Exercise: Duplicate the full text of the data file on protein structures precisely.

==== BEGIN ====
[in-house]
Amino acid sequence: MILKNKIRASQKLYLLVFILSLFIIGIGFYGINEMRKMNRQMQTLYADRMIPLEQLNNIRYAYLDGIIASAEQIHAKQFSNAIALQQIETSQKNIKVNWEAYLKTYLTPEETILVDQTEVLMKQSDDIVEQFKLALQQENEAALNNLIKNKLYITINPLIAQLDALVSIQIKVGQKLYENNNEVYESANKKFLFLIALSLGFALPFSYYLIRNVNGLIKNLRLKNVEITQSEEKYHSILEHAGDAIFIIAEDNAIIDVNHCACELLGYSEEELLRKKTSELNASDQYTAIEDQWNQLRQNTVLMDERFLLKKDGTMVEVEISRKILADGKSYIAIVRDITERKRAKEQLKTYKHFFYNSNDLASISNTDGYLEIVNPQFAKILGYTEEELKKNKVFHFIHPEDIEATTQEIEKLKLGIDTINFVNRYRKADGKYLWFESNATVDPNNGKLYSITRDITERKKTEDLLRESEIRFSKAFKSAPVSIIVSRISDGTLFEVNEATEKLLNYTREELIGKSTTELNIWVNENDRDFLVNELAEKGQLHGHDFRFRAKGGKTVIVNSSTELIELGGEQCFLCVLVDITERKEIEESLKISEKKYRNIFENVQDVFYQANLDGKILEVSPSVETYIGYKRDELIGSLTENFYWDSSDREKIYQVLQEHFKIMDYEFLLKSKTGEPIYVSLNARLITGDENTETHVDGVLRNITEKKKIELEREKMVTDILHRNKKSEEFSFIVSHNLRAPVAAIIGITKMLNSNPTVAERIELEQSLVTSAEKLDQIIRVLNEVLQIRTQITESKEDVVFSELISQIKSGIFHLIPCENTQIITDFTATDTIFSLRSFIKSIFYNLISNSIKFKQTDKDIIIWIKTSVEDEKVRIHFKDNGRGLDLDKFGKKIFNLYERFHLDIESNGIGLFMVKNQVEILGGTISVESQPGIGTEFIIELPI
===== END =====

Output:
[in-house]
Amino acid sequence: MILKNKIRASQKLYLLVFILSLFIIGIGFYGINEMRKMNRQMQTLYADRMIPLEQLNNIRYAYLDGIIASAEQIHAKQFSNAIALQQIETSQKNIKVNWEAYLKTYLTPEETILVDQTEVLMKQSDDIVEQFKLALQQENEAALNNLIKNKLYITINPLIAQLDALVSIQIKVGQKLYENNNEVYESANKKFLFLIALSLGFALPFSYYLIRNVNGLIKNLRLKNVEITQSEEKYHSILEHAGDAIFIIAEDNAIIDVNHCACELLGYSEEELLRKKTSELNASDQYTAIEDQWNQLRQNTVLMDERFLLKKDGTMVEVEISRKILADGKSYIAIVRDITERKRAKEQLKTYKHFFYNSNDLASISNTDGYLEIVNPQFAKILGYTEEELKKNKVFHFIHPEDIEATTQEIEKLKLGIDTINFVNRYRKADGKYLWFESNATVDPNNGKLYSITRDITERKKTEDLLRESEIRFSKAFKSAPVSIIVSRISDGTLFEVNEATEKLLNYTREELIGKSTTELNIWVNENDRDFLVNELAEKGQLHGHDFRFRAKGGKTVIVNSSTELIELGGEQCFLCVLVDITERKEIEESLKISEKKYRNIFENVQDVFYQANLDGKILEVSPSVETYIGYKRDELIGSLTENFYWDSSDREKIYQVLQEHFKIMDYEFLLKSKTGEPIYVSLNARLITGDENTETHVDGVLRNITEKKKIELEREKMVTDILHRNKKSEEFSFIVSHNLRAPVAAIIGITKMLNSNPTVAERIELEQSLVTSAEKLDQIIRVLNEVLQIRTQITESKEDVVFSELISQIKSGIFHLIPCENTQIITDFTATDTIFSLRSFIKSIFYNLISNSIKFKQTDKDIIIWIKTSVEDEKVRIHFKDNGRGLDLDKFGKKIFNLYERFHLDIESNGIGLFMVKNQVEILGGTISVESQPGIGTEFIIELPI